So the inherent difficulty of relationship is worth noting if only to reduce the number of times we blame others or ourselves.

The fact is, most relationships fail not because we’re lousy at them, but because relationship itself is hard. 

So if you’re struggling with yours, please remember that.

Remember that most of us don’t set out to hurt or frustrate or disappoint each other.

We just do the best we can — often, without terribly healthy models — to solve a problem that’s difficult at best, and sometimes damned near unsolvable.

The End.

 

 

 


Plan A

2-6-17-winceIn the end there’s only one reason anyone goes to therapy:

Plan A has broken down.

Plan A is my label for everything we learn as children about life, and how to live it; feelings, and what to do with them; relationships, and how to handle them.

We each have a Plan A.  

And we all pretty much learn it in the same place and in the same way.

The place is our family, and the way is unconsciously.

Nobody sits us down at the kitchen table and says, “Listen up.  Here’s how you do Life.”   No, they just do Life themselves, and we watch and listen and soak it all up like little sponges.  Which explains why our Plan A tends to look so much like that of our family members.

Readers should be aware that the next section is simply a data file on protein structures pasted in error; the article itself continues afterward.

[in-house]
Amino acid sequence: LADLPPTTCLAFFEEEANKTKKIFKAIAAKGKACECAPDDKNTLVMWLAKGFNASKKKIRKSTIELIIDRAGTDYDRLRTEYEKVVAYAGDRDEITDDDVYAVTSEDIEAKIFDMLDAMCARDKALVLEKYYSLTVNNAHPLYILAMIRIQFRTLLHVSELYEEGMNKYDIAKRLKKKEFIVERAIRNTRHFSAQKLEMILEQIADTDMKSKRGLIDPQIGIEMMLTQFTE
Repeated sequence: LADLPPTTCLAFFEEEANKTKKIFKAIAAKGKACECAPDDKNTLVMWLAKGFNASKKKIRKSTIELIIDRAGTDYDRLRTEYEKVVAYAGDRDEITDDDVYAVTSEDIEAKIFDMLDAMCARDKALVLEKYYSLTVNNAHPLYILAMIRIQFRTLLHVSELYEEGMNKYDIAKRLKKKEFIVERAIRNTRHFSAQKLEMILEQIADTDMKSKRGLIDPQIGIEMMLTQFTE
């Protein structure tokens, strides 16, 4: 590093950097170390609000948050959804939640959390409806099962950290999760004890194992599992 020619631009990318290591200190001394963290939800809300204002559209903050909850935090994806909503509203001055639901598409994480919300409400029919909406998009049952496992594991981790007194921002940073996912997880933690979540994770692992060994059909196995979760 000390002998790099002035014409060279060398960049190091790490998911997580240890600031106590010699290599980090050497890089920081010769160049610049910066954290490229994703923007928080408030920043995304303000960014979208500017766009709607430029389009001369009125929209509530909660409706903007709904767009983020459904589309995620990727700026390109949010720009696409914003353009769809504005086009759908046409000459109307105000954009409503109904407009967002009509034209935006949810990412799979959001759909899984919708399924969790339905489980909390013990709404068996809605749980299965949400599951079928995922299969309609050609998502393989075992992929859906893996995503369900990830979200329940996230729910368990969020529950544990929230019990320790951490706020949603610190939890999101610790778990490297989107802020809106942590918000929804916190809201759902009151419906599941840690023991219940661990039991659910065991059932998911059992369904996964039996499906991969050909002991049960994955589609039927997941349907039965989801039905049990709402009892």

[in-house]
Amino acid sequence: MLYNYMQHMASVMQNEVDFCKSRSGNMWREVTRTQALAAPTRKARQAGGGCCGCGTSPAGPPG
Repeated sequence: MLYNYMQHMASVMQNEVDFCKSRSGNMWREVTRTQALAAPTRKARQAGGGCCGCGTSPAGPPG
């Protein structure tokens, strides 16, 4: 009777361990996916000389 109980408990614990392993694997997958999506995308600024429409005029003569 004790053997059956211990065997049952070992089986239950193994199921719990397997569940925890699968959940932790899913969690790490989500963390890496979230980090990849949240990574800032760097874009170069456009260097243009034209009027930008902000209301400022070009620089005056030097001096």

And it works okay for a while.  Especially while we’re still living in the family.  We’re all following the same unwritten, unspoken rule book.

But Plan A always breaks down.

Eventually we move beyond the family into the larger world, filled with new people and new challenges.  And we discover that what worked at home doesn’t always work out there.

At which point we have, in theory at least, a choice.

We can tell ourselves, “Oh, I see.  I guess I need a Plan B.”

Or we can tell ourselves, “I must be doing it wrong.  I better try harder at implementing Plan A.”

Guess which we choose?

Right.  Plan A.

Always Plan A.

Two reasons for this.  First, we may not even know there’s such a thing as Plan B.  Childhood trained us to see Plan A as normal.  (Why would anyone do Life in any other way?)

Second, even when we suspect there are other options, we cling to Plan A because it’s familiar.  We already know how to do it.  We can do it in our sleep.  

And change is scary.

So we keep following Plan A even despite mounting evidence that it no longer works.

And that’s when we begin to develop symptoms — anxiety, depression, addictions, communication problems, bad relationships.

Those symptoms are what drive us into therapy.

Seeking, whether we know it not, a Plan B.

 

~ From Monkeytraps: Why Everybody Tries to Control Everything and How We Can Stop by Steve Hauptman (Lioncreast 2015).  Available on Amazon.


Attention.

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When you accept your self.

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When you fight your self.

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Growth.

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Rebel.